When Towner became a mother, she retired from her profession as a physical therapist. But through her affiliation with Intermountain Therapy Animals (ITA), she has been able to put her skills into action again—this time with her dogs. For her ITA service, she was nominated to be a torchbearer by her husband and by ITA director Kathy Klotz.

Towner volunteers at LDS Hospital and Primary Children’s Medical Center, both in Salt Lake City, where she helps with rehabilitation of patients. Her professional training allows her to grasp the needs of a patient very quickly, whether it is in speech, occupational, or physical therapy, and determine how her dog can best be used with the patient. She then helps staff physical therapists learn how to take advantage of this type of therapy. In turn, the therapists say the patients respond better than ever when they have the pets to work with and enjoy.

Her first golden retriever, Yardley, was a permanent fixture in Towner’s physical therapy class through her training at the U. “Things were a little more relaxed back then,” she says, “and Yardley (now deceased) became the class mascot.” As her children got older, Towner decided it was time to start over. Enter Hoop (large male) and Dunk (demure female) who were raised, trained, and prepared for socialization by Towner. Hoop likes to retrieve items that patients throw, but becomes impatient if the item isn’t thrown far enough. Dunk, however, retrieves even the shortest throw from the tiniest, weakest patient, and is often found cuddled in bed with the children.

Towner was honored to carry the torch but says accolades should be shared with all those who participate in pet therapy through Intermountain Therapy Animals.

Pearl Butler Raty

Another torchbearing team was made up of Pearl Butler Raty BS’51 and her son Thomas Raty ex’85.

Carrying the torch was only the beginning for them. During the Games, they were witness to the product that earned Thomas the nomination from his mother—the United States bobsled team’s sled—as it carried the racers down the Olympic track.

Pearl Butler was a flight attendant for United Airlines prior to her marriage to Lawrence Raty BS’53 MA’70. While rearing four children, she taught and counseled in Salt Lake area schools for 26 years. She spent the last 16 of those years working with Youth in Custody, from which she retired in 1997. In 1960, Raty was named Outstanding Teacher of the Year for the State of Utah in health and physical education.

Thomas Raty, Gov. Mike Leavitt, and student

Thomas Raty teaches automotive and welding classes at Granite High School in Salt Lake City, where he has involved his students in building racing bobsleds. The bobsled interest began when Gov. Mike Leavitt challenged area high schools to build sleds and compete in the first Governor’s Cup Bobsled Race in 1999. Raty (at left in photo) and his students built five sleds; the most recent one was driven by the U.S. four-man bobsled team in the 2002 Games. They were featured on “The Today Show” and NBC Sports during the Games.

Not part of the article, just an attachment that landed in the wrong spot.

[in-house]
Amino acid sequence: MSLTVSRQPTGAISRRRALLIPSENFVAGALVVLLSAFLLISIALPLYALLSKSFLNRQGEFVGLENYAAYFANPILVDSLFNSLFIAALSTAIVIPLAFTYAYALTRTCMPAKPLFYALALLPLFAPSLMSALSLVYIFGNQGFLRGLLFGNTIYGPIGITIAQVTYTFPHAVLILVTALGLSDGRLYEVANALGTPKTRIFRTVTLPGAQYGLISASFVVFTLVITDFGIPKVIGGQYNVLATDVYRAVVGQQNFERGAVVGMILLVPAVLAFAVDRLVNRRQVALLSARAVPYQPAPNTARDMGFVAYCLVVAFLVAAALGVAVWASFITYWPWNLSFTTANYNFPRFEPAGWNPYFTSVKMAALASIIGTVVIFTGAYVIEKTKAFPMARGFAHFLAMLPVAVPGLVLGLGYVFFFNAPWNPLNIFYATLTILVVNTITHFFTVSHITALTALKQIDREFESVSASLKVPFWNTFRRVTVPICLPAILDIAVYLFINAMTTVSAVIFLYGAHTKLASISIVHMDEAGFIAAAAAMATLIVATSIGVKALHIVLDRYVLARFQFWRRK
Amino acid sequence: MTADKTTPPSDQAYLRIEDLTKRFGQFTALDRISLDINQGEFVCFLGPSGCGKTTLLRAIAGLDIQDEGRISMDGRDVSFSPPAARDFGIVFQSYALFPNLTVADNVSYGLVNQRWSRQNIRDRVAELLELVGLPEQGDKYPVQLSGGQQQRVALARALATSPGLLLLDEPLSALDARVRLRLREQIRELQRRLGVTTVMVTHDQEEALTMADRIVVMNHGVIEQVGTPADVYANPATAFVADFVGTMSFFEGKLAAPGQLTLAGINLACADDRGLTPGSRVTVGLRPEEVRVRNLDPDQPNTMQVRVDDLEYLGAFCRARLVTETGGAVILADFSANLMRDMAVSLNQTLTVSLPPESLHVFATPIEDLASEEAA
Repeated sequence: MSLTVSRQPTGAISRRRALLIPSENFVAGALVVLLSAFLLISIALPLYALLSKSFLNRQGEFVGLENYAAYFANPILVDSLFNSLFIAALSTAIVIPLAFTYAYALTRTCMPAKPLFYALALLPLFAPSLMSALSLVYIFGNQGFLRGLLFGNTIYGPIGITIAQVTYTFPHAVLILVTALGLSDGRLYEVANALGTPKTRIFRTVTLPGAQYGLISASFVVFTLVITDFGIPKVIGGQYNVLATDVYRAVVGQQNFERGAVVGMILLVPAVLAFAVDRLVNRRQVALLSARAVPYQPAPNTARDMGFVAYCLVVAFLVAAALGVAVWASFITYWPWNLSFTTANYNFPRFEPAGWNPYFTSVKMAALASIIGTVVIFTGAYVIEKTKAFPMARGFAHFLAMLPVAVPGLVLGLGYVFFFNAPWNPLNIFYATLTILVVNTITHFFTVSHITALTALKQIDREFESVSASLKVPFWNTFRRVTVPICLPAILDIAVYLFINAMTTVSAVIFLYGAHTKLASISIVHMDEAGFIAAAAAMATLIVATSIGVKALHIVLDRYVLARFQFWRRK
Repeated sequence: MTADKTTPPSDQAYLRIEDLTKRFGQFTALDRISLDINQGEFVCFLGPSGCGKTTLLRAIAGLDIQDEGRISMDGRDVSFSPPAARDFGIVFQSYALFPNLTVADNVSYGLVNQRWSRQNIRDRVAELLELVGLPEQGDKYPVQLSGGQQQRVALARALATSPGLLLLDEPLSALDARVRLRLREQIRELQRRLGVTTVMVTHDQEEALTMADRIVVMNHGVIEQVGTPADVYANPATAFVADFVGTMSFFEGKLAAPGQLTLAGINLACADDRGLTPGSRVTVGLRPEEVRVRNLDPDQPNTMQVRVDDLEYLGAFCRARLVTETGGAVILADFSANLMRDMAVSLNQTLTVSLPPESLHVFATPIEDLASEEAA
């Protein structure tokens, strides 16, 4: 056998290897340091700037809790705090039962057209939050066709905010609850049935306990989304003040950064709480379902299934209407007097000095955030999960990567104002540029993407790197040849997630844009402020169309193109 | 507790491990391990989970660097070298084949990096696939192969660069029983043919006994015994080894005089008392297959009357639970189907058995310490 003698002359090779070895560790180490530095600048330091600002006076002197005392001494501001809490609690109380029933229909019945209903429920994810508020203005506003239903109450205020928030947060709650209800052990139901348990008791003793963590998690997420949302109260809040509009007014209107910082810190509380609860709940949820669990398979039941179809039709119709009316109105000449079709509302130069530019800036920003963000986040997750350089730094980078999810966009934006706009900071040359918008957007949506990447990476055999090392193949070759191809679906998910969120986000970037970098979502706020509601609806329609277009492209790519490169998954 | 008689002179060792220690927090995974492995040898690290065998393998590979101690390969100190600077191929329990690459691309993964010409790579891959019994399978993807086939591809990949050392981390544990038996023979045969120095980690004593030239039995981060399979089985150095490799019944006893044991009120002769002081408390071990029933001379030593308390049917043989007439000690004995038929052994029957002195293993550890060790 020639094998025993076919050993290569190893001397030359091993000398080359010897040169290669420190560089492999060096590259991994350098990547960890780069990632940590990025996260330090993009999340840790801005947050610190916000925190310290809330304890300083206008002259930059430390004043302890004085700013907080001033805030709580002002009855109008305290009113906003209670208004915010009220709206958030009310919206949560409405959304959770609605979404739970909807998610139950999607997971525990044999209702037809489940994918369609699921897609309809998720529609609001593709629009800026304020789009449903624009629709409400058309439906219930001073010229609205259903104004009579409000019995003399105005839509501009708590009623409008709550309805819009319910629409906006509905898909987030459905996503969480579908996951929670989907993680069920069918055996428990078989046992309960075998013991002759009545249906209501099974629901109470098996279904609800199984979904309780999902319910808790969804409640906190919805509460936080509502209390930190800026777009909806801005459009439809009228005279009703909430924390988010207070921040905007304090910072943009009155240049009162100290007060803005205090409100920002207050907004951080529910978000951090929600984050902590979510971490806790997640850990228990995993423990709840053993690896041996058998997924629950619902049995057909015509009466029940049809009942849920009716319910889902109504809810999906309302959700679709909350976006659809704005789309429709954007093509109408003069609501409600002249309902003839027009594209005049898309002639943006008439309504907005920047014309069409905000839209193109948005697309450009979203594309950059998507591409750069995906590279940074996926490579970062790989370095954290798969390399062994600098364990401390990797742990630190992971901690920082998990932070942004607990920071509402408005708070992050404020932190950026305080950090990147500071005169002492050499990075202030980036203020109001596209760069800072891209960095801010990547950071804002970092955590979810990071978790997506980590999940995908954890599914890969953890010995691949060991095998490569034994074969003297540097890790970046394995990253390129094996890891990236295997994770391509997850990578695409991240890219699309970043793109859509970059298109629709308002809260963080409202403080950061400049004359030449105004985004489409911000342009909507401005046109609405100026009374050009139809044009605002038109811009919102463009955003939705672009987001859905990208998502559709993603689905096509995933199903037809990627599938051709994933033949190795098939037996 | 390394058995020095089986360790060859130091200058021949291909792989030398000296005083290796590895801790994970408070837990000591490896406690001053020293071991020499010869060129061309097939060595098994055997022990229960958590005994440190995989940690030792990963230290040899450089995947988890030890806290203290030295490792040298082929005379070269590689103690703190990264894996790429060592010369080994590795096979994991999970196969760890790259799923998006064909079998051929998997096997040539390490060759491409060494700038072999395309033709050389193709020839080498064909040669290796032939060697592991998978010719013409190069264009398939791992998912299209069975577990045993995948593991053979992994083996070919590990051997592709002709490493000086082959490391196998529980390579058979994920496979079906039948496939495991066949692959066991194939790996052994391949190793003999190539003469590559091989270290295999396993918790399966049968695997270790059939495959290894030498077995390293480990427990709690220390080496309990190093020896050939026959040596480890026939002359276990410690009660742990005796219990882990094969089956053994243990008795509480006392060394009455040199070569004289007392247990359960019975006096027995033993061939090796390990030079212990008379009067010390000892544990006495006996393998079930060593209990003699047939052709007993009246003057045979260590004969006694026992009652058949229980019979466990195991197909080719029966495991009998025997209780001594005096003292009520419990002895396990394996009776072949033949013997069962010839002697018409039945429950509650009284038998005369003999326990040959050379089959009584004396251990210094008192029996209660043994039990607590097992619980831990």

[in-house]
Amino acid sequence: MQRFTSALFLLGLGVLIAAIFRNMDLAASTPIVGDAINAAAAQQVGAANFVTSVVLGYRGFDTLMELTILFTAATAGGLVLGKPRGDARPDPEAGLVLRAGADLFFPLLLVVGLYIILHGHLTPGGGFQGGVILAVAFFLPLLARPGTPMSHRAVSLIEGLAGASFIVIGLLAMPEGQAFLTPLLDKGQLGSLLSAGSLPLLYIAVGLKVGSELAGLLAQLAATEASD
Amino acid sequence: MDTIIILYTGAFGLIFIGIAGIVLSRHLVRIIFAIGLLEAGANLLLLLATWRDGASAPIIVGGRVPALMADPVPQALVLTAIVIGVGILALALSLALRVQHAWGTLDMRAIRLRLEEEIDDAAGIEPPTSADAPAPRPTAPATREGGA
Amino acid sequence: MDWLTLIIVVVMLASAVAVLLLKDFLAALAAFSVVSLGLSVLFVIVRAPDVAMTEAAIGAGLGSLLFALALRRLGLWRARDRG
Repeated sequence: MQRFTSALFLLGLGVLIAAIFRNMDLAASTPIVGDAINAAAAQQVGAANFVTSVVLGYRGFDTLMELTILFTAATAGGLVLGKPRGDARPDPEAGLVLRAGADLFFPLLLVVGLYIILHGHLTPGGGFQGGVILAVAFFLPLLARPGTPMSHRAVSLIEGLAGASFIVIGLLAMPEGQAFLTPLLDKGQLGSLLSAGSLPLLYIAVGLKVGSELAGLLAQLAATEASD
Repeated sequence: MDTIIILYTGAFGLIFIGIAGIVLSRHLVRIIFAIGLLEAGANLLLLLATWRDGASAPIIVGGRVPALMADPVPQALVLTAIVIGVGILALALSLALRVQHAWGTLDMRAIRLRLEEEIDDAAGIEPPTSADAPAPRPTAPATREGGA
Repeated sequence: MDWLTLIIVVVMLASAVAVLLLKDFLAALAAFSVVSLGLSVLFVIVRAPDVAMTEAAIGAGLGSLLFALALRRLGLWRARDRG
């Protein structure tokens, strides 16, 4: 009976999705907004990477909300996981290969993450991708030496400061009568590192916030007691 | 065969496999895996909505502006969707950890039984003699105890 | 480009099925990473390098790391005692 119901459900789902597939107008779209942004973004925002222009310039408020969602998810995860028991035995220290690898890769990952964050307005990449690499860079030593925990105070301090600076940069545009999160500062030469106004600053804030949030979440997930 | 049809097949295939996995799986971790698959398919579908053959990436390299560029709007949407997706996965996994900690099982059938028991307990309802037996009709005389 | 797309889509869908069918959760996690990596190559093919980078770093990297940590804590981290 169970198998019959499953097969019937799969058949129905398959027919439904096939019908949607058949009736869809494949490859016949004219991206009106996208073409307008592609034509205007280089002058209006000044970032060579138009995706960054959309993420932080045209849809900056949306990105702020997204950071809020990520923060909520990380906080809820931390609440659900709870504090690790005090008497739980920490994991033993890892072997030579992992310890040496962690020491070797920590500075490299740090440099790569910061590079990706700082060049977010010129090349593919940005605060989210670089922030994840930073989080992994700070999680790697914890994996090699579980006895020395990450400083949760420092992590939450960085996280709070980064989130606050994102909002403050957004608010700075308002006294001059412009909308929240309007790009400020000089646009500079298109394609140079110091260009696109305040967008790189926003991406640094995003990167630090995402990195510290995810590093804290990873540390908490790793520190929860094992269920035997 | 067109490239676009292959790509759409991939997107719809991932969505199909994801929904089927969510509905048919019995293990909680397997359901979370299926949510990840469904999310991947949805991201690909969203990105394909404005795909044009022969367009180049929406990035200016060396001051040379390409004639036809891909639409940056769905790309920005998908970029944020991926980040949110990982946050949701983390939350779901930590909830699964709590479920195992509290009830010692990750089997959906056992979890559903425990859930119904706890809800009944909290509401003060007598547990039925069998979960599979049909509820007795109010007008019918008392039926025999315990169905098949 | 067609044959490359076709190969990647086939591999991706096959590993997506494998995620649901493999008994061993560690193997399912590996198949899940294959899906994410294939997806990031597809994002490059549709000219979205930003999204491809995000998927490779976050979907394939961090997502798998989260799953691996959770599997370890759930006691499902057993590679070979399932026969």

Raty has served as assistant coach of the U.S. junior bobsled and skeleton teams and worked with the U.S. Virgin Islands bobsled team as their technician.

Scott Hansen BS’75 MS’77 is a senior attorney in the Buckland Orton Darger Hansen Waldo & Barton law firm and is founder and president of Fund-Raising Council, Inc., a national fund-raising and development consulting firm based in Salt Lake City. Hansen was nominated as a torchbearer because of his extensive service to nonprofit organizations. He volunteers countless hours, using his knowledge as an attorney to assist with planned giving and capital campaigns.

Scott Hansen

He also volunteers his time as a board member to numerous organizations such as the Utah Society of Fund-Raisers, Repertory Dance Theatre, Ronald McDonald House, the Utah Shakespearean Festival, and the Western Folklife Center. In addition to his volunteer activities and his full-time work in his law firm, Hansen is a “shining example,” according to his partner and nominator, Kim Garvin, “as a husband, father, brother, and son,” keeping family as his top priority.

Cheering for Hansen along his segment of the torch route was his four-year-old daughter, Madeleine (Maddie), and his wife, Peggy Norton. “The richness of my life is my wife and my daughter,” says Hansen, “and I think [Maddie] will always have a memory of this event with her father.”

Nettie Bagley-Pendley BA’59 is Continuum editorial assistant.